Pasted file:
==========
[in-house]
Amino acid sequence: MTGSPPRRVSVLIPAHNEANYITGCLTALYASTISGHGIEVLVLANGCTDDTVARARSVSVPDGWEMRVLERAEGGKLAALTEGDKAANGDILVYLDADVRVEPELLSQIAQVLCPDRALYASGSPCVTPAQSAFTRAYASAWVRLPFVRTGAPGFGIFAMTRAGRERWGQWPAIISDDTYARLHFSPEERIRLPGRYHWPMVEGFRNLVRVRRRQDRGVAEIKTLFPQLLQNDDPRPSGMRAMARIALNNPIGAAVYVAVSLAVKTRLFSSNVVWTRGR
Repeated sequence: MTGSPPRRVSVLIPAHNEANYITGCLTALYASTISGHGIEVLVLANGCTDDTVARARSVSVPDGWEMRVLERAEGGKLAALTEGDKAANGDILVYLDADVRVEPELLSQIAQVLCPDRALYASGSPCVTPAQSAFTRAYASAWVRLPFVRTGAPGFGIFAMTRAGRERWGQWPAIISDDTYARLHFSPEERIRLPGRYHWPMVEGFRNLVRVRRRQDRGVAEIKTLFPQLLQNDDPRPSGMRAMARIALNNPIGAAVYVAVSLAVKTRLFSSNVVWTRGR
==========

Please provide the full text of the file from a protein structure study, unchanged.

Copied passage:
[in-house]
Amino acid sequence: MTGSPPRRVSVLIPAHNEANYITGCLTALYASTISGHGIEVLVLANGCTDDTVARARSVSVPDGWEMRVLERAEGGKLAALTEGDKAANGDILVYLDADVRVEPELLSQIAQVLCPDRALYASGSPCVTPAQSAFTRAYASAWVRLPFVRTGAPGFGIFAMTRAGRERWGQWPAIISDDTYARLHFSPEERIRLPGRYHWPMVEGFRNLVRVRRRQDRGVAEIKTLFPQLLQNDDPRPSGMRAMARIALNNPIGAAVYVAVSLAVKTRLFSSNVVWTRGR
Repeated sequence: MTGSPPRRVSVLIPAHNEANYITGCLTALYASTISGHGIEVLVLANGCTDDTVARARSVSVPDGWEMRVLERAEGGKLAALTEGDKAANGDILVYLDADVRVEPELLSQIAQVLCPDRALYASGSPCVTPAQSAFTRAYASAWVRLPFVRTGAPGFGIFAMTRAGRERWGQWPAIISDDTYARLHFSPEERIRLPGRYHWPMVEGFRNLVRVRRRQDRGVAEIKTLFPQLLQNDDPRPSGMRAMARIALNNPIGAAVYVAVSLAVKTRLFSSNVVWTRGR